1. The president claimed vindication after seven hours of testimony from former Special Counsel Robert Mueller on Capitol Hill. President Trump has tweeted dozens of times about the Congressional hearings, starting hours before the hearings commenced, and including conspiracy theories being propagated by Fox News pundits. Mueller spoke before both the House Judiciary and Intelligence committees. Mueller reiterated that the Trump campaign knew Russia was intervening in the 2016 election on their behalf, that the foreign meddling continues "as we sit here" (the GOP blocked two election security bills and a cybersecurity bill in the wake of these comments), and that President Trump actively sought to hamper the investigation into contacts between Russia and his team. After the hearings ended, President Trump told reporters it was a "very good day" and Democrats got "less than nothing" out of the hearings. He also said Mueller performed poorly. – CBS
2. The Trump administration announced this morning it plans to bring back the death penalty for federal prisoners. Attorney General William Barr ordered the practice's reinstatement this morning, with the first executions slated for December. If they go through as scheduled, it'll be the first federal execution since 2003. The death penalty was outlawed by the Supreme Court back in 1972, but it was reinstated 16 years later. Still, federal executions are extremely rare, and only three have taken place since the death penalty's reinstatement. Barr scheduled five executions, all for inmates convicted of murder. – CNBC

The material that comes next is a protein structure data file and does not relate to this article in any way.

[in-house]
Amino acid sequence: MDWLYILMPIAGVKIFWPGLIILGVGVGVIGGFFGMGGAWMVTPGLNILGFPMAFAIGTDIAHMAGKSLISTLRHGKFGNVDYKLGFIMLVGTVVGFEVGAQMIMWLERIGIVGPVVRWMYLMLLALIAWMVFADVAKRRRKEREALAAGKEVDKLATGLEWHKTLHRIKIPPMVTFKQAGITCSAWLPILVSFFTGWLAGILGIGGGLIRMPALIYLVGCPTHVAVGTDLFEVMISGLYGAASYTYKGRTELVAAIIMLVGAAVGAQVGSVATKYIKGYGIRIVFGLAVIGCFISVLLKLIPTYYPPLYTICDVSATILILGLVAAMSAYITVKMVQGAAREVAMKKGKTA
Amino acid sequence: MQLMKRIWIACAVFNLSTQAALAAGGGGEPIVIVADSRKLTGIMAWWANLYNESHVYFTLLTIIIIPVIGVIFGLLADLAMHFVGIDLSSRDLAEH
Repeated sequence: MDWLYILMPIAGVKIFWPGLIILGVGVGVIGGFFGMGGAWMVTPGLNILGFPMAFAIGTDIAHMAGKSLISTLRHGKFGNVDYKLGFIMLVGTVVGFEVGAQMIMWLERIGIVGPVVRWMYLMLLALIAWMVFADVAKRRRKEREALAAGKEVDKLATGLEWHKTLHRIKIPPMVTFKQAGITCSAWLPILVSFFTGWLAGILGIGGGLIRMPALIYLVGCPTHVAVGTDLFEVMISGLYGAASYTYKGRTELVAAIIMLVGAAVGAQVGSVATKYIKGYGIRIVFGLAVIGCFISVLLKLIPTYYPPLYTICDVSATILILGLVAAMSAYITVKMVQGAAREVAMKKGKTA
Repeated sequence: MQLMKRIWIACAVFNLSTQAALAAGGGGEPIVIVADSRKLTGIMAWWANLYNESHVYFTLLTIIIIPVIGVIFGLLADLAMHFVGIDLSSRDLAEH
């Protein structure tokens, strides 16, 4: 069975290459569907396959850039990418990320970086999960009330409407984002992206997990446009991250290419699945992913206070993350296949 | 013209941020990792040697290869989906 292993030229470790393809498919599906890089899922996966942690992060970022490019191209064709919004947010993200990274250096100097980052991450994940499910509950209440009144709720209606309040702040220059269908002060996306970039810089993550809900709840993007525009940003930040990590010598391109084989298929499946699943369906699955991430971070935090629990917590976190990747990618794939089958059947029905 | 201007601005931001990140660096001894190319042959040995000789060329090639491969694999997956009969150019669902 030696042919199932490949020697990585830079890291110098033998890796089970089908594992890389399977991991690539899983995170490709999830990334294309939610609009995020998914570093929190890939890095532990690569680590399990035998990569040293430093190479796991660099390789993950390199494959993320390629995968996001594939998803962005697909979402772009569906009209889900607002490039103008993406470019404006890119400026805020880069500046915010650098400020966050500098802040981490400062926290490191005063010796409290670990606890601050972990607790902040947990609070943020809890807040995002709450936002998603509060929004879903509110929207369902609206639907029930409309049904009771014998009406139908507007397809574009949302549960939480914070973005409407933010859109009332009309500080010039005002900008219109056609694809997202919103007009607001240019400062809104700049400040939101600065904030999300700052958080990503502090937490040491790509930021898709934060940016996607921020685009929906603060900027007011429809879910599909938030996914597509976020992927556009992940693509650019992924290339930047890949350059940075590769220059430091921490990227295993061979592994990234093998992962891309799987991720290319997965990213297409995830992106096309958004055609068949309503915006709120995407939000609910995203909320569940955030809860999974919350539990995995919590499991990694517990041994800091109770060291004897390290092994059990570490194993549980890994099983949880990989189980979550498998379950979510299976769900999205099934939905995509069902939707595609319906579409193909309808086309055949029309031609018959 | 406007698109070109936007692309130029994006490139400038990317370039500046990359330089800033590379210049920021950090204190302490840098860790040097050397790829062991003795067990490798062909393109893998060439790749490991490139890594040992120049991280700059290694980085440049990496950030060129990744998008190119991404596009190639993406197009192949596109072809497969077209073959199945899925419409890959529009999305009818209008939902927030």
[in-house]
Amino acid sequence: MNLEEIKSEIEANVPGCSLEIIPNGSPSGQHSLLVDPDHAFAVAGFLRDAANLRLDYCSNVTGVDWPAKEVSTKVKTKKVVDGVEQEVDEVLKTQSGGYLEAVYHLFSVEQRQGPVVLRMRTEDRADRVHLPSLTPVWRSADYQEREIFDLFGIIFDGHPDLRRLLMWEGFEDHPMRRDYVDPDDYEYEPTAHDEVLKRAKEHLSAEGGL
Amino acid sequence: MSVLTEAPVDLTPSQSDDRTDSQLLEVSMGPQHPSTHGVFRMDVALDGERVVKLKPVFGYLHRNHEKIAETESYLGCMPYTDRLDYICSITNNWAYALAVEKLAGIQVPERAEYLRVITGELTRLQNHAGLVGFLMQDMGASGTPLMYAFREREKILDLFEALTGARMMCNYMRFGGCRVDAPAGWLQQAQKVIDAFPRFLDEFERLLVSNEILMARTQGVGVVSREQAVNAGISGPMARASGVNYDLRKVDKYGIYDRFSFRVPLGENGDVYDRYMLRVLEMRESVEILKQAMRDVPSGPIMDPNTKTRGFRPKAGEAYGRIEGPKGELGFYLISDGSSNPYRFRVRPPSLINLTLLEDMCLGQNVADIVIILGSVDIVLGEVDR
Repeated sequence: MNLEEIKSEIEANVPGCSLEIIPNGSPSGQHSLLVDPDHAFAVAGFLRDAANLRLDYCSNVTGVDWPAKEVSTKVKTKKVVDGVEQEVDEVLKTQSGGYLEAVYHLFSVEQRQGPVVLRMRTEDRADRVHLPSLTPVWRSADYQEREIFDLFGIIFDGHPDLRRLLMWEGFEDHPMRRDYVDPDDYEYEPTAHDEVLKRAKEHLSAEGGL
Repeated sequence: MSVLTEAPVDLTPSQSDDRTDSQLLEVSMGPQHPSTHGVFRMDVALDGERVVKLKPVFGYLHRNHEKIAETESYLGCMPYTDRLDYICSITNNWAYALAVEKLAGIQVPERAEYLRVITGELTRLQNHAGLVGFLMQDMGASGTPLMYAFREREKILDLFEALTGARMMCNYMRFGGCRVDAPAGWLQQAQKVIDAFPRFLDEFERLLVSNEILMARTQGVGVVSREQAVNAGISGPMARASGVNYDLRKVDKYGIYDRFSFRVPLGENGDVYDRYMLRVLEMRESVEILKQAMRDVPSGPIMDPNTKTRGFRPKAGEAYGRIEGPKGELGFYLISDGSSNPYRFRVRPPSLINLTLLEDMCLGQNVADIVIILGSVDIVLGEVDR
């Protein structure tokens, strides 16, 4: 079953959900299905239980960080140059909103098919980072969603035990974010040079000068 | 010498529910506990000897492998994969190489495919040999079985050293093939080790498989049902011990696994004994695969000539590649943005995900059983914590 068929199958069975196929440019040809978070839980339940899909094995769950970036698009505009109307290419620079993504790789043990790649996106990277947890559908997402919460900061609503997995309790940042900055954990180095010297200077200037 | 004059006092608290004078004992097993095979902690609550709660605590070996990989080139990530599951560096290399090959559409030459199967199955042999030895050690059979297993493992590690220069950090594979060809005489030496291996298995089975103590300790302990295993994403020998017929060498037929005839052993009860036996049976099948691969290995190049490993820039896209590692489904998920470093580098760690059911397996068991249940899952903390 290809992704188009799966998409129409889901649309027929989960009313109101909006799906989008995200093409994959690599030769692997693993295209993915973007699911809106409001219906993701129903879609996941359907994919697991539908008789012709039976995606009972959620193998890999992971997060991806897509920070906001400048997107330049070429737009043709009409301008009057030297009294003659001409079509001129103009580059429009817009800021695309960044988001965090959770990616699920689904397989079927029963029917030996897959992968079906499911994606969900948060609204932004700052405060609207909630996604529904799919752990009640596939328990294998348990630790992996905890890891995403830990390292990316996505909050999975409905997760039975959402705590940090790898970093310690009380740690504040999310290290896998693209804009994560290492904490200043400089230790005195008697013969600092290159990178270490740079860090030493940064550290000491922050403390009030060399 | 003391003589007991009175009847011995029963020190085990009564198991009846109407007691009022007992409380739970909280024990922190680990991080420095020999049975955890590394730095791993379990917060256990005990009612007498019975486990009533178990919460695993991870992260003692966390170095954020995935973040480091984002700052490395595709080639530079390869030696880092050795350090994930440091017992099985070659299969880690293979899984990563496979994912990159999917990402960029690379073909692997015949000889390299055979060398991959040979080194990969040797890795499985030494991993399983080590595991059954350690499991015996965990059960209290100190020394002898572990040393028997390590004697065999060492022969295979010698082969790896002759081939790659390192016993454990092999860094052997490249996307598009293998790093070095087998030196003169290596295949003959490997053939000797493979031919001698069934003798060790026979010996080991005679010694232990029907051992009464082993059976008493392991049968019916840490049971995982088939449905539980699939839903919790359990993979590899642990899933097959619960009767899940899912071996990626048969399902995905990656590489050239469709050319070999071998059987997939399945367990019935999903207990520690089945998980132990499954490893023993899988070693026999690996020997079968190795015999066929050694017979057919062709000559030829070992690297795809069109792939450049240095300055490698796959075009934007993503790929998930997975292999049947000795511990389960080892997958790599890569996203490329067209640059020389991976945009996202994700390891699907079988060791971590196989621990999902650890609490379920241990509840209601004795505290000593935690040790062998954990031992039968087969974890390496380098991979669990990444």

3. We're getting new details on the first of three planned bailout payments for farmers hurt by the Trump administration's trade war with China. The White House first announced the $16 billion aid package in May, with $14.5 billion in direct payments to be doled out in three phases. The first phase is set to begin soon, and Agriculture Secretary Sonny Perdue said the payments will amount to a minimum of $15 per acre. This is actually the second bailout for farmers. Last year, the federal government paid out $12 billion to make up for lost sales to China and lower prices (after lost sales created an oversupply). – AXIOS
4. President Trump had a meeting with a number of pharmaceutical executives last night, amid a push from the White House to lower drug costs. Among his proposals, the president wants to tie Medicare drug prices to the prices in other countries, which often pay far less for the same drugs. House Minority Leader Kevin McCarthy (R-CA) and Rep. Mark Meadows (R-NC) joined President Trump at the sit-down. The meeting comes roughly two weeks after a judge struck down the president's attempt to force drug companies to list prices on ads. – BLOOMBERG
5. Across the pond, Britain has a new leader, which the president himself calls "Britain Trump." The Conservative Party's Boris Johnson took over for Prime Minister Theresa May, and he's tasked with guiding Britain through its breakup with the EU. Johnson has taken a decidedly firm stance on Brexit, promising to crash out of the EU without a deal if one can't be struck by the next deadline of October 31. It remains to be seen how Johnson plans to rewrite May's deal, which was hammered out over the course of roughly two years. Though the two are often compared, close observers note there are some key differences between President Trump and the new prime minister. – POLITICO